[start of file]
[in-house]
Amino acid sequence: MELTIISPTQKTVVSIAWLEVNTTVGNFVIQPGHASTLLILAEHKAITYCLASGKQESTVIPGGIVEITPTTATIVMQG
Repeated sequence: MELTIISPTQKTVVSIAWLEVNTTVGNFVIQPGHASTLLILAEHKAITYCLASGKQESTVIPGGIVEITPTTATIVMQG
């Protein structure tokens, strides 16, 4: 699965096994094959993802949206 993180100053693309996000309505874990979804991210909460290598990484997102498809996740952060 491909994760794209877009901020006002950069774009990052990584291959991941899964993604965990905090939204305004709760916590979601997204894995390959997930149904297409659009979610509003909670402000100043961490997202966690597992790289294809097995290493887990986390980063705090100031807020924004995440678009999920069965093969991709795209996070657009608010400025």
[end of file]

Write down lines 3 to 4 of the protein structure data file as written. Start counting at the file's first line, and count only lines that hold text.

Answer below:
Repeated sequence: MELTIISPTQKTVVSIAWLEVNTTVGNFVIQPGHASTLLILAEHKAITYCLASGKQESTVIPGGIVEITPTTATIVMQG
């Protein structure tokens, strides 16, 4: 699965096994094959993802949206 993180100053693309996000309505874990979804991210909460290598990484997102498809996740952060 491909994760794209877009901020006002950069774009990052990584291959991941899964993604965990905090939204305004709760916590979601997204894995390959997930149904297409659009979610509003909670402000100043961490997202966690597992790289294809097995290493887990986390980063705090100031807020924004995440678009999920069965093969991709795209996070657009608010400025």